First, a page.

IF you think that Disneyland only refers to the world’s most famous theme park, then think again
How has Walt Disney’s world-renowned resort found itself as an entry in a Scots dictionary? In Ian Crofton’s A Dictionary of Scottish Phrase and Fable, Disneyland refers to “any institution or workplace where nothing runs as it should, so-called because ‘this disnae work an’ that disnae work’, and so on”.
It’s difficult to be certain of its origin, but it may have been coined via a gag cracked at the expense of the Daily Record in the early 1970s. Its then-editor, Derek Webster, oversaw the Record’s challenging (and, at the time, widely derided) transition from hot metal printing to computer typesetting that would allow the Glasgow-based paper to print in full colour.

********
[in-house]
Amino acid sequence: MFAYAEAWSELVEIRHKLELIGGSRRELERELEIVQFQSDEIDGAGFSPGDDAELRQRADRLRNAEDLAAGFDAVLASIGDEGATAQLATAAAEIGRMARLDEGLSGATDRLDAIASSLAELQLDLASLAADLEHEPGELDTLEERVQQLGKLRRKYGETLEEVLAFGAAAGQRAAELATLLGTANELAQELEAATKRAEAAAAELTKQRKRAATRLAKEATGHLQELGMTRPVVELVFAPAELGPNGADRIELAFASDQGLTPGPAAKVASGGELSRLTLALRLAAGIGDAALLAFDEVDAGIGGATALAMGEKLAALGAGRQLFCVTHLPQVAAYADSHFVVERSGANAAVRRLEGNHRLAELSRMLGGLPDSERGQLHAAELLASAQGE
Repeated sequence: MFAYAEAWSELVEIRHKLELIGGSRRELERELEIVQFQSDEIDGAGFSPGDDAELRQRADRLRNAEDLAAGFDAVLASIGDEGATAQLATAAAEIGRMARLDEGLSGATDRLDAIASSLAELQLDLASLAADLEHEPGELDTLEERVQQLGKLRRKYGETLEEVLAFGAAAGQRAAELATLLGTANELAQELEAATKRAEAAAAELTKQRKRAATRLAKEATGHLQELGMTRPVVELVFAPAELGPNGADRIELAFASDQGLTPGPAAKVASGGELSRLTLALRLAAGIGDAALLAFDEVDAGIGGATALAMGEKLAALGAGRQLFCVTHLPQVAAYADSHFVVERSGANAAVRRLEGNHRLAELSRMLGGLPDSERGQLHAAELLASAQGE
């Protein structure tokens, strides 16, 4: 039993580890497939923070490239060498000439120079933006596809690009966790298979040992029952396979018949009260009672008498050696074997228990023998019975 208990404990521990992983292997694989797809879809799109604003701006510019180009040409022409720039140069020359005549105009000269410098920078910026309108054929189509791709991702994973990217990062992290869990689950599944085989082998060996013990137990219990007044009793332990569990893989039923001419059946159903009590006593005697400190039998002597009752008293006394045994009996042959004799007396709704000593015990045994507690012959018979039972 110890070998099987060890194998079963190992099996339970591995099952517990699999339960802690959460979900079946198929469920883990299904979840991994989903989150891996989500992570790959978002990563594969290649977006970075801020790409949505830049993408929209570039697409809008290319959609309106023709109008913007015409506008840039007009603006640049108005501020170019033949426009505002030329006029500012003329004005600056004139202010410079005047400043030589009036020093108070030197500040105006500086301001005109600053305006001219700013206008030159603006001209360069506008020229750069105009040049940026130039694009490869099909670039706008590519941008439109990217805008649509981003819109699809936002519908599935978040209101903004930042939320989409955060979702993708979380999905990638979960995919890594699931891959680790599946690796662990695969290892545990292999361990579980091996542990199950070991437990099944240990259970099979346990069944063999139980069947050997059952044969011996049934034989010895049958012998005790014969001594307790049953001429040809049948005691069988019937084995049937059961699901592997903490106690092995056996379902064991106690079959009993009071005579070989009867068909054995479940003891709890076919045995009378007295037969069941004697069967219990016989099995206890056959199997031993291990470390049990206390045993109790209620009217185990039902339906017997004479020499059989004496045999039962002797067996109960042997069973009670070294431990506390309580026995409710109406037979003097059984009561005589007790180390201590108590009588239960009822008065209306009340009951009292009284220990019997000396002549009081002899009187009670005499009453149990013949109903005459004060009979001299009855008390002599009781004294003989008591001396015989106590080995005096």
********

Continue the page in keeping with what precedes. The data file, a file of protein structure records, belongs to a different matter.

Roy Greenslade of the Guardian points to an unattributed quote which appears to make light of some teething problems the paper encountered:
“Why is Anderston Quay known as Disneyland?
“Because this disnae work, and that disnae work.”
Webster, who died late last year aged 87, had the last laugh. Other newspapers in the UK quickly followed the Record’s lead, and the paper’s circulation rose above that of its nearest competitor, the Daily Express.
If Disneyland is a uniquely Scottish way of disparaging inefficiency or fecklessness, then its closest cousin will be a little more familiar. Most football fans, for example, will have made light of the ineptitude of a “Mickey Mouse team”.